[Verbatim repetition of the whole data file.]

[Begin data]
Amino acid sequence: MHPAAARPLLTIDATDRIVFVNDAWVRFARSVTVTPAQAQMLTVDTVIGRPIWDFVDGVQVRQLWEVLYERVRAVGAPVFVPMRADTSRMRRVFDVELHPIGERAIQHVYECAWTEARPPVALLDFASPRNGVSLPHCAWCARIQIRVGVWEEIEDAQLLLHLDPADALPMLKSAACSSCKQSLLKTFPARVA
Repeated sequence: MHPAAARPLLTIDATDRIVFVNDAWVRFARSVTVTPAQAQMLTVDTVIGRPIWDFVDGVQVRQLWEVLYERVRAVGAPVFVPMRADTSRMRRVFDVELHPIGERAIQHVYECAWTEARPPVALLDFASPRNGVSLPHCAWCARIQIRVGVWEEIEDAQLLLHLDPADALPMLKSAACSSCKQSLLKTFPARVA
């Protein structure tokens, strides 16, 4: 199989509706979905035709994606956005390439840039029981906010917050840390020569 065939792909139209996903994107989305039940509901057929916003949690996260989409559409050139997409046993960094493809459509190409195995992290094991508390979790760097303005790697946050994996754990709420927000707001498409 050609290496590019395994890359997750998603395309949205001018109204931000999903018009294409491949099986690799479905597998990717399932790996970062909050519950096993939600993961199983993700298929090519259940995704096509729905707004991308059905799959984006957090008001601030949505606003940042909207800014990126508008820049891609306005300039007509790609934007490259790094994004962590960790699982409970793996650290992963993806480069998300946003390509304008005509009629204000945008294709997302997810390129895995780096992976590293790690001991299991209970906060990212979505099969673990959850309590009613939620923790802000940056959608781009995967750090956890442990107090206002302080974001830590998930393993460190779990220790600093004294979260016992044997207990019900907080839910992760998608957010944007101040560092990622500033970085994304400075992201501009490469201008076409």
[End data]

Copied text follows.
Amino acid sequence: MHPAAARPLLTIDATDRIVFVNDAWVRFARSVTVTPAQAQMLTVDTVIGRPIWDFVDGVQVRQLWEVLYERVRAVGAPVFVPMRADTSRMRRVFDVELHPIGERAIQHVYECAWTEARPPVALLDFASPRNGVSLPHCAWCARIQIRVGVWEEIEDAQLLLHLDPADALPMLKSAACSSCKQSLLKTFPARVA
Repeated sequence: MHPAAARPLLTIDATDRIVFVNDAWVRFARSVTVTPAQAQMLTVDTVIGRPIWDFVDGVQVRQLWEVLYERVRAVGAPVFVPMRADTSRMRRVFDVELHPIGERAIQHVYECAWTEARPPVALLDFASPRNGVSLPHCAWCARIQIRVGVWEEIEDAQLLLHLDPADALPMLKSAACSSCKQSLLKTFPARVA
């Protein structure tokens, strides 16, 4: 199989509706979905035709994606956005390439840039029981906010917050840390020569 065939792909139209996903994107989305039940509901057929916003949690996260989409559409050139997409046993960094493809459509190409195995992290094991508390979790760097303005790697946050994996754990709420927000707001498409 050609290496590019395994890359997750998603395309949205001018109204931000999903018009294409491949099986690799479905597998990717399932790996970062909050519950096993939600993961199983993700298929090519259940995704096509729905707004991308059905799959984006957090008001601030949505606003940042909207800014990126508008820049891609306005300039007509790609934007490259790094994004962590960790699982409970793996650290992963993806480069998300946003390509304008005509009629204000945008294709997302997810390129895995780096992976590293790690001991299991209970906060990212979505099969673990959850309590009613939620923790802000940056959608781009995967750090956890442990107090206002302080974001830590998930393993460190779990220790600093004294979260016992044997207990019900907080839910992760998608957010944007101040560092990622500033970085994304400075992201501009490469201008076409």